French actress Catherine Deneuve has never been terribly hip, thank God, but she has been consistent in popping up on the big screen year in and year out. But her career did go through a period of slouching as Deneuve seemed to be lining up one uninspiring movie role after another in the last decade. There were some courageous choices, such as Je Veux Voir, a documentary in which she travels to the parts of Southern Lebanon that were the hardest hit during the brief war of 2006–she is shown taking in the sights in various painfully quiet close-ups–and more conventional ones such such as Arnaud Desplechin’s A christmas tale (2008) in which Deneuve played a cancer-struck mother hosting her family during Christmas, tearful rivalries and all.

Both films were shown in Cannes, as are most of Deneuve’s films, and she always comes to the Southern town to lend her support, equally comfortable as she is working the red carpet as she is amiable towards star-struck journalists asking naïve questions during press luncheons.

In Marjane Satrapi’s animated movie Persepolis based on the namesake novel, Deneuve lent her voice to the heavy-metal chick’s mother in a story based in 1979 Iran, during the Islamic revolution that shook the country to its core.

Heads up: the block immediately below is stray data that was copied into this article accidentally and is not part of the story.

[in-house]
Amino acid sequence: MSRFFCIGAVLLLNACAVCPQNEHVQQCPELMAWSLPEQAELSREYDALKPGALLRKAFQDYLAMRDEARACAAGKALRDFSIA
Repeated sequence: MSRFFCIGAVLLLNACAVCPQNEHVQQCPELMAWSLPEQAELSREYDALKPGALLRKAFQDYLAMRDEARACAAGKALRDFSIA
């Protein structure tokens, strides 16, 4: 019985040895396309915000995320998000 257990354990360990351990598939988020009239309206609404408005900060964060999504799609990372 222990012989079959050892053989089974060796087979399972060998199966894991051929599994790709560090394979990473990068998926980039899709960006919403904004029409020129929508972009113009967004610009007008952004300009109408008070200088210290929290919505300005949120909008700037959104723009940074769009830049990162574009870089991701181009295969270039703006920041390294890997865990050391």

Then, very recently, controversy of the purely comical kind came a-knockin’ following in the footsteps of filmmaker Francois Ozon. The film was named Potiche and Deneuve hasn’t had this much fun in a while playing a role that nowadays is considered as un-PC as they come.

The iconic actress got out of her comfort zone, but this time she had a blast of it.

Set in 1977 in the French suburbs, Potiche is adapted from the 1970s eponymous hit comic play. To your left, admire the film set’s accurate and magnificent design; to your right, a 1970s family with rivalries, jealousies, and a hard-working father and husband with a short fuse (played by Fabrice Lucchini).

Deneuve plays Suzanne Pujol, a submissive trophy wife (or “potiche,”) who has to step in to manage her dictatorial husband’s umbrella factory after workers go on strike and take him hostage. To everyone’s surprise, Suzanne proves herself a competent and assertive woman of action. But when her husband returns from a restful cruise in top form, things get complicated. Gérard Depardieu plays a former union leader and ex-boyfriend to Suzanne—one who’s not completely over their relationship. Ozon (Swimming Pool, Under the Sand, Time to Leave,) who previously directed Deneuve in 8 Women, turns the original on its head to create his own uproarious version of the war between the sexes and classes.

(see our INTERVIEW of Catherine Deneuve)